Stigma a stumbling block in Hong Kong's efforts to promote mental well-being
York Chow calls for an end to the stigma that prevents the mentally fragile among us from seeking help
October is Mental Health Month, and this year's World Mental Health Day theme, observed annually on October 10, is "Dignity in Mental Health" - to highlight the fact that many people with mental illnesses continue to suffer indignities, both in access to necessary treatment as well as in everyday life.
Undoubtedly, the stigma and prejudice associated with mental illness poses a real barrier to ensuring a dignified life for those living with such conditions. In 2011, the Equal Opportunities Commission found in a survey that people with mental illness were consistently among the most stigmatised and avoided groups in different areas of public life, including housing, public services and education. More than half of Hongkongers surveyed said they did not want people with mental illness to live in their neighbourhood, while nearly 70 per cent disagreed that integrated schooling is preferable for children with mental illness.
These statistics clearly show that we still have a long way to go to dismantle the stereotypes and biases associated with mental health, as also demonstrated in local opposition to the setting up of integrated community centres for mental wellness in various districts.
Certainly, such thinking leads to discrimination in employment and education against people with mental health conditions, which reduces their chance to participate in society and make an independent living.
Lack of employment opportunities also contributes to the continued exclusion of people with mental health issues from community and civic life. Some may become homeless, as they cannot find gainful employment, while others may be shunned and left to fend for themselves.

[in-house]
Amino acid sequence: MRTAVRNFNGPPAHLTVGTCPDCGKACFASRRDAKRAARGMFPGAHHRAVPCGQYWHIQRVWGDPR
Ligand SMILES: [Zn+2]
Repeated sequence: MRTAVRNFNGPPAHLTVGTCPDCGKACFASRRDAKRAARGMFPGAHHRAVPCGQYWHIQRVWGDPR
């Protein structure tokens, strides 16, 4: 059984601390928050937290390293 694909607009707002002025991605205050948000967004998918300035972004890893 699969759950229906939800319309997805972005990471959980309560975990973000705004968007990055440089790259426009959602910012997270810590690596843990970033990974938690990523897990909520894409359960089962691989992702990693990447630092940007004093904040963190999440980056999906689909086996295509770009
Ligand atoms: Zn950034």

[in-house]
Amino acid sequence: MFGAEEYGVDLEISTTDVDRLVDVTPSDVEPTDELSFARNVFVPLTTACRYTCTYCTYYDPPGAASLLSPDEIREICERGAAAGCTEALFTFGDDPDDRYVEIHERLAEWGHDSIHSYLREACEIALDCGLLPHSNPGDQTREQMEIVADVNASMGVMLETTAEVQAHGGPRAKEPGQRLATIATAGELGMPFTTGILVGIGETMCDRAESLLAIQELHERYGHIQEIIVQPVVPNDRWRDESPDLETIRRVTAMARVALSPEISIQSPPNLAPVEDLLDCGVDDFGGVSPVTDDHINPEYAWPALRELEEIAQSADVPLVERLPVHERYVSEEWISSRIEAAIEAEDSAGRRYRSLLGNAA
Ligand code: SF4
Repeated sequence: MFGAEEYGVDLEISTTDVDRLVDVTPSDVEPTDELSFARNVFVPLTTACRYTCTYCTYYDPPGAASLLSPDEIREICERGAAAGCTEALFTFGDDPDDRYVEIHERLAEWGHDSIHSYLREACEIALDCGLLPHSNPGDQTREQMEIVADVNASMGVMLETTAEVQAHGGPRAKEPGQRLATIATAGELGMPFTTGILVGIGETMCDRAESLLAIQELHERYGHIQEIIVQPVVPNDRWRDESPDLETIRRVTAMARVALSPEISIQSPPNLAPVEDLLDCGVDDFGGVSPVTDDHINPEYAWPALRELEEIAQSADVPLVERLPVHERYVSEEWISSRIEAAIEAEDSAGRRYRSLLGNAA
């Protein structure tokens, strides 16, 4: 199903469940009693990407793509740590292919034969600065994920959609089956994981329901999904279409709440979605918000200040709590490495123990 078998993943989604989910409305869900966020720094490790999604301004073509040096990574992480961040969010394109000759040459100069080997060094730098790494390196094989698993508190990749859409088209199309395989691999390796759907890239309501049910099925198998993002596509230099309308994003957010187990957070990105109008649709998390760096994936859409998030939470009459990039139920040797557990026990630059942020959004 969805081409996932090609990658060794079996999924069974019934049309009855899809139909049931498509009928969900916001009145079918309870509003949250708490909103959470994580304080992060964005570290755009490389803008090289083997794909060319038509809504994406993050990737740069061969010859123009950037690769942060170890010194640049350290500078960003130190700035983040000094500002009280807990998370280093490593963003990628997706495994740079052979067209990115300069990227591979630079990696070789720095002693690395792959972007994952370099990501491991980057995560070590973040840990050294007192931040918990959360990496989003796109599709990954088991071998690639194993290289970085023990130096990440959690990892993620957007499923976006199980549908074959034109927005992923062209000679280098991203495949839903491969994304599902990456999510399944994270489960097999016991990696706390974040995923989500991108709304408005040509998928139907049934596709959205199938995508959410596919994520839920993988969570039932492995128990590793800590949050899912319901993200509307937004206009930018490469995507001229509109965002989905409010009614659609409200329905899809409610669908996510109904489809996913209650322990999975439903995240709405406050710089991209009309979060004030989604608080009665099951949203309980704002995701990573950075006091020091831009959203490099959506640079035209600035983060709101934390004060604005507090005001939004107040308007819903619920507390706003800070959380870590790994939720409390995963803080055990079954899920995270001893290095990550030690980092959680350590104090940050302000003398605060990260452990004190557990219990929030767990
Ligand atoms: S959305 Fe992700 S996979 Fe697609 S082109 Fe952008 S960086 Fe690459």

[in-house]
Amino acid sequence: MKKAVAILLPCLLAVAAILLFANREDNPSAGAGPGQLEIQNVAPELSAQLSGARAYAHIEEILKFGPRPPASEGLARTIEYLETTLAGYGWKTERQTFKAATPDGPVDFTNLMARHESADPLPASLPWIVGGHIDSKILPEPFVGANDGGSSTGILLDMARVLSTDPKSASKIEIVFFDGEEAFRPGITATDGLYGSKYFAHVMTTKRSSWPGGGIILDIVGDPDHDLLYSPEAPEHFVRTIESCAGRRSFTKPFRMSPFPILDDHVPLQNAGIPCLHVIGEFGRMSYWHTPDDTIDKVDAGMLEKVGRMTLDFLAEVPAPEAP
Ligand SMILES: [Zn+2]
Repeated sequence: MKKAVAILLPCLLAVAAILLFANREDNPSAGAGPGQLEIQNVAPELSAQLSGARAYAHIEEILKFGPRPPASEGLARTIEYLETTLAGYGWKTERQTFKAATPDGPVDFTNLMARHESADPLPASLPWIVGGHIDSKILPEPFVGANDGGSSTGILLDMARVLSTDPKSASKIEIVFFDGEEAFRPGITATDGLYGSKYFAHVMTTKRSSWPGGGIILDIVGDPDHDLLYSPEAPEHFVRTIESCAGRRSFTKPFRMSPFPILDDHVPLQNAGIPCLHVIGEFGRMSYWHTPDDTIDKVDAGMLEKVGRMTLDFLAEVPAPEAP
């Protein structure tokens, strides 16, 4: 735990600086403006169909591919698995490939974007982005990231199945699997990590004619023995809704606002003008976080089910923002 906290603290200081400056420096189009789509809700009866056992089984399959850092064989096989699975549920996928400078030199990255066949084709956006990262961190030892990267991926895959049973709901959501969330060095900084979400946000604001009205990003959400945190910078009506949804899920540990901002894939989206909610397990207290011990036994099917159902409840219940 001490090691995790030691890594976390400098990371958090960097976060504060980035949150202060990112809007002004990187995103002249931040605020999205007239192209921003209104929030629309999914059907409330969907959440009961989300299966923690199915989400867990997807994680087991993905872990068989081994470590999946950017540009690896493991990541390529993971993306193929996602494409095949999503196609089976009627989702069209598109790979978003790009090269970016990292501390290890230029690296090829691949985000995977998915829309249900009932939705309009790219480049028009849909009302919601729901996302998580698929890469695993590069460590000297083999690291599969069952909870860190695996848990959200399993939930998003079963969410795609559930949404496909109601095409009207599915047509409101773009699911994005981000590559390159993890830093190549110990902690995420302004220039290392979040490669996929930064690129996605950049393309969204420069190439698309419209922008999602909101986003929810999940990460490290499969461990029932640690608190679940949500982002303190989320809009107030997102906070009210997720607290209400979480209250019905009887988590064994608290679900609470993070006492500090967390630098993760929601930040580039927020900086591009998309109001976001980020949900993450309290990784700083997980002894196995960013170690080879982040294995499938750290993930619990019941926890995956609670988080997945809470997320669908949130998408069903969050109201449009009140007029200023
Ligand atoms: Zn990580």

At present, it is unlawful under the Disability Discrimination Ordinance to discriminate against a person with mental illness in such public domains as education and employment. Yet the Equal Opportunities Commission receives and handles these complaints from time to time, which often stem from a lack of understanding of mental illness.
More worryingly, such misunderstanding poses a real hurdle in relation to timely treatment and intervention. Patients, as well as their families and loved ones, may feel too ashamed to seek necessary help. The Hong Kong Mental Morbidity Survey 2010-2013 estimated that one in seven is living with mood disorders such as anxiety or depression; however, only 26 per cent of those sought professional help, leaving many more to suffer in silence.
The consequence of such seclusion can also be seen in a number of recent tragedies involving persons with mental conditions.
In fact, life in our city is most stressful, with long working hours, high living costs and a highly competitive environment. Such stress can often lead to mental health issues, particularly among young people who face enormous pressure to excel in their studies, given our city's focus on academic qualifications. This is very worrying.